It sometime sometimes seems that the community of business lawyers is divided into two broad tribes: The lawyers who handle the deals, and the lawyers who handle what happens when the deals fall apart. Unfortunately, these two tribes too seldom mix. They don’t go to the same ABA meetings, their spouses don’t dine together, their kids are on different soccer teams.
Yet each has skills that the other would benefit greatly from developing. Deal lawyers have an approach to problems that litigators would do well to adopt. And litigators use tools that deal lawyers (and their clients) would benefit from.
Deal lawyers are problem-solvers. They see the whole picture. Clients who engage them intend to make money by coming to an agreement that benefits them at the same time that it addresses the expectation of their counterparty. There is little on the table except the business, the money, the deal. Each deal lawyer is there to negotiate terms that will benefit the client, make sense to the counterparty, and get the deal done.
By contrast, litigators are gladiators. Their job is to “win.” They often don’t see (more accurately, they are not entrusted with) the whole picture. Their clients intend to see justice done, and to extract their vengeance, by making the other party wish it had never been born. There is little in the arsenal except bombs, and success is measured not by money, but by blood. The lawyer isn’t there to make money, or even to save money, but to kill.
This is true despite everyone’s acknowledgement that we don’t try litigated cases any more. More than 98% of filed cases are terminated by means other than a verdict at trial. They are withdrawn, they are dismissed, or (in the case of many business disputes) they are settled on mutually satisfactory terms that include stipulated dismissal, mutual releases of all claims, and either agreed-upon payment or reformation of the terms of the original deal.
Clients are, presumably, satisfied with the work of the lawyers who put the deal together through negotiation. Therefore it would, presumably, be advantageous to those clients if those same lawyers negotiated a solution to the problem that gave rise to the litigation – a solution that ended the litigated claim, provided for payment and/or reformation of the deal, and a speedy return to business. The mind-set of the transactional lawyer – that the client’s business is best served by negotiated deals – is highly valued in dispute resolution, and it is a pity that more transactional lawyers are not involved in resolving business disputes.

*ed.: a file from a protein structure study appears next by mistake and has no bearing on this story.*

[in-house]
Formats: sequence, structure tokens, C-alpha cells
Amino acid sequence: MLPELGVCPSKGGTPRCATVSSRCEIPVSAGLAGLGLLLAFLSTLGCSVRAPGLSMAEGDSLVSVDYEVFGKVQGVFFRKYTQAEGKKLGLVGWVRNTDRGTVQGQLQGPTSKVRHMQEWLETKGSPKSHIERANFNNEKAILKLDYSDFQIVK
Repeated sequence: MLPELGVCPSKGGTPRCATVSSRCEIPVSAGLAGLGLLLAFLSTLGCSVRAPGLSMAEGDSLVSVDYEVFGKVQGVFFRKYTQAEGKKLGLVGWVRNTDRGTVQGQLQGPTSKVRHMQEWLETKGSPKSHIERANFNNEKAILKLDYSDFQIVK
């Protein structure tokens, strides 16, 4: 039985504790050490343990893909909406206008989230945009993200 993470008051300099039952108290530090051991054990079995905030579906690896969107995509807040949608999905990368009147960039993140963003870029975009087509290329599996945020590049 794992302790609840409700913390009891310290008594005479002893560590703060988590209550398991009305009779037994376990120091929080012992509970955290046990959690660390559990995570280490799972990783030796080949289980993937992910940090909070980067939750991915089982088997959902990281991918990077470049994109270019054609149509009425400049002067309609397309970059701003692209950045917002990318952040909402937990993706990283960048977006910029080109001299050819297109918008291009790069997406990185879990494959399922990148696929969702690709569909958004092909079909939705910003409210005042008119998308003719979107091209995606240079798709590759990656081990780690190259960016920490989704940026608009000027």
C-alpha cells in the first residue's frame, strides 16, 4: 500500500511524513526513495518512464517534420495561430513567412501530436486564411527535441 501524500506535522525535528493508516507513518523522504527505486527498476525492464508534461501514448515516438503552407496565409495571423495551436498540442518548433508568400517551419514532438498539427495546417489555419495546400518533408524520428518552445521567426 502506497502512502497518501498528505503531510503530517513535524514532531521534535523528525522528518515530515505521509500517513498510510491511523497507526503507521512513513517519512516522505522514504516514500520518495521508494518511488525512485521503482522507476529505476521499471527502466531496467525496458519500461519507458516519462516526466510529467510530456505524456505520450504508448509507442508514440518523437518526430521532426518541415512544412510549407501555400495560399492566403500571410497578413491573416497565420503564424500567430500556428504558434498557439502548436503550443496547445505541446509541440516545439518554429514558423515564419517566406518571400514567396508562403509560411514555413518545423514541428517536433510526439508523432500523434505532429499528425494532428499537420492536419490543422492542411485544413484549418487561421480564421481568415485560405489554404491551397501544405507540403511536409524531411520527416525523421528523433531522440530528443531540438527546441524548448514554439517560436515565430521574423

Conversely, deal lawyers perceive the negotiation process as a one-on-one game. They have a high regard for their own negotiation skills, and the suggestion that value might be added through the intervention of a neutral facilitator is not just meaningless – it is insulting. Deal lawyers want control, they want a clear field for strategy, and they want no interference or meddling. They certainly don’t want to suggest to a client that they are inadequate to close this deal themselves, and need a go-between.
By contrast, many litigators are highly attuned to the utility of mediation in devising an optimal negotiated outcome. Adding a skilled middleman in settlement negotiations can reduce transaction costs and add value in multiple ways. Mediators can assist lawyers in helping their clients to prioritize their goals, and distinguish between critical terms and those that are less important. Mediators can help to “bundle” deals, linking a “give” and a “take” in order to create trades that are of minimum cost and maximum value to both parties. Mediators can coach parties and counsel in negotiation strategies. Mediators can add rigor to the valuation process through decision trees or discounted present value analysis of outcomes. Mediators can assist parties to recognize cognitive barriers in their own or their adversaries’’ assessments, and provoke “reality testing” of positions or tactics. Mediators can develop “most favorable,” “least favorable,” and “most likely” scenarios that can have a decisive impact on the value of the claim. Mediators can urge clients to develop best alternatives in the event that settlement negotiations fail. Mediators can push disputants through impasse.
All of these skills have a place at the deal negotiation table, yet I am unaware of a single instance in the negotiation literature where a deal mediation has actually taken place. The practice is urged, but it is seldom if ever adopted. The added cost of introducing deal mediation is negligible, and the risks are nonexistent. Indeed, it has been argued that deals achieved through direct negotiation are necessarily less economically efficient than deals that are mediated, simply because no party in a direct negotiation will reveal its underlying interest, and therefore that interest will not be thoroughly addressed in the final terms. One must chalk it up to a mixture of ignorance and lack of imagination. And there’s hubris.
Deals would be more robust if a skilled, confidential mediator were included. Disputes would be briefer, and end on better commercial terms with fewer transaction costs, if the lawyers who handled them approached them as solvable problems rather than cases.
It’s time for the two tribes to start eating together.